Are European exchanges allowed to rival size of US markets?

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Margrethe Vestager, Commissioner, EC

The European Commission (EC) has opened an in-depth investigation into the proposed acquisition of Refinitiv by the London Stock Exchange Group (LSEG) under the EU Merger Regulation.

At present LSEG’s market cap is about US$35.5 billion and Deutsche Börse’s about US$32 billion. By comparison in the US, the Chicago Mercantile Exchange (CME) has a market capitalisation of US$60 billion, Intercontinental Exchange (ICE) has US$49.6 billion, and Nasdaq US$18.9 billion. US authorities have allowed CME and ICE to grow to this size by acquisition. By contrast several expansion efforts by LSEG and DB, including a merger, have been quashed.

This deal will be a barometer for further growth appetite in Europe. It should not be affected by the UK’s departure from the European Union (EU), as the EC has the power to rule over mergers and acquisitions that impact its markets.

“Jurisdiction is triggered by effects in the European Union (EU), not location of the legal entities and established at the time of announcement/signing,” explains Matthew Readings, partner and global antitrust practice group leader at law firm Shearman and Sterling. “The only question around Brexit is whether UK gets parallel jurisdiction, but it should be done and dusted before that becomes a possibility.”

Switzerland’s non-EU status did not prevent its domestic market operator SIX Group recently acquiring EU-member Spain’s exchange and infrastructure operator, BME.

The LSEG/Refinitiv deal has been challenged on the strength that the combined entity would have in Europe. The EC has to decide if that strength would contravene competition rules. Some market observers believe that for European exchanges, it will be impossible to reach the size of US rivals.

“You won’t be allowed to [build that scale] in Europe, because you are not allowed to decommission any legacy exchanges and all of the national regulators still exist,” says Ken Monahan, senior analyst at Greenwich Associates.

EC’s concerns laid out: Bond trading

As a single entity, LSEG/Refinitiv will combine ownership of MTS and a controlling stake in Tradeweb increasing its bond trading power, particularly in European government bonds which the EC highlighted; it will manage derivatives and clearing through controlling stakes in Tradeweb and clearing house LCH; and it will own a large combined indexing business.

To give an idea of the size of its combined bond trading operations, in 2019, Tradeweb’s European government bond average daily volume (ADV) was US$22.2 billion (€19.4 billion). Although MTS does not disclose monthly figures, based on its total trading volume in 2019 it had an ADV of €14 billion across all of its cash bond trading in Europe and the US.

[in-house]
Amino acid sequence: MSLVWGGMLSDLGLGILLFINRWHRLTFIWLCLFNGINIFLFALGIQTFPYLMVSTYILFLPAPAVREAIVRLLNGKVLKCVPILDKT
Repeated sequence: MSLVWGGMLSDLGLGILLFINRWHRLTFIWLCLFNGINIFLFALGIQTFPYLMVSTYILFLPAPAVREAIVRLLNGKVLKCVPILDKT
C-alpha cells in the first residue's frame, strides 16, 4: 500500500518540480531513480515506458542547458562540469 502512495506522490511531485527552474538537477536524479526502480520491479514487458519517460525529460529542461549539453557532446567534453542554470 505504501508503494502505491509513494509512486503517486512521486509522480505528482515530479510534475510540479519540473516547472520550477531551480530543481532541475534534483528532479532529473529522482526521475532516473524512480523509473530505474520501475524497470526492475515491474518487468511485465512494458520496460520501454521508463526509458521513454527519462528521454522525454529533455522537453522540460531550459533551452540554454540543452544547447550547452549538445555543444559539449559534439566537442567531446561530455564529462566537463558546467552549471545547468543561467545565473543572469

The ADV for government bond trading in the whole of Europe in 2019, as captured by MarketAxess data, was €71 billion in 2019. MarketAxess captures at most around 80% of European volume, which would suggest the real ADV is €88.7 billion, a figure that several experts estimated was still probably below the real total. Getting a more accurate picture is harder as there is no centralised tape of bond trade prices, and many big players, such as Bloomberg, do not report their European government bond trading volumes.

Therefore, the two platforms with combined maximum ADV of €33.4 billion would have traded a maximum 33.4% share of European government bond trading in 2019.
The EC’s initial market investigation said they are “close competitors in this space, in particular regarding trading between dealers and investors.” The market investigation also suggested that “it is difficult for a new trading venue to attract clients in sufficient numbers and become a real alternative to incumbent venues.”

EC’s concerns laid out: Derivatives trading and clearing

Derivatives and post-trade integration would not expand LSEG’s clearing business, but the proposed transaction would lead to a “combined entity with significant market power [in] trading and [in] clearing.”

The EC says that, “The attractiveness of both trading venues and clearing houses in over the counter (OTC) interest rate derivatives (IRDs) increase with the number of clients using their services” and that “the barriers to entry are high and customers rarely switch trading venues or clearing houses.”

Switching between central counterparties (CCPs) for OTC clearing to increase competition is actively discouraged by Recital 73 of the EC’s European Markets and Infrastructure Regulation. It says that the scope of interoperability arrangements should be restricted to transferable securities and money market instruments “given the additional complexities involved in an interoperability arrangement between CCPs clearing OTC derivative contracts.”

Interoperability for listed derivatives between clearing houses such as Eurex, ICE and LCH was mandated for July 2020 by the revised Markets in Financial Instruments Directive (MiFID II). However, on 23 June 2020 that was delayed by the Presidency of the European Council and the European Parliament until 4 July 2021, as a result of the COVID 19 crisis.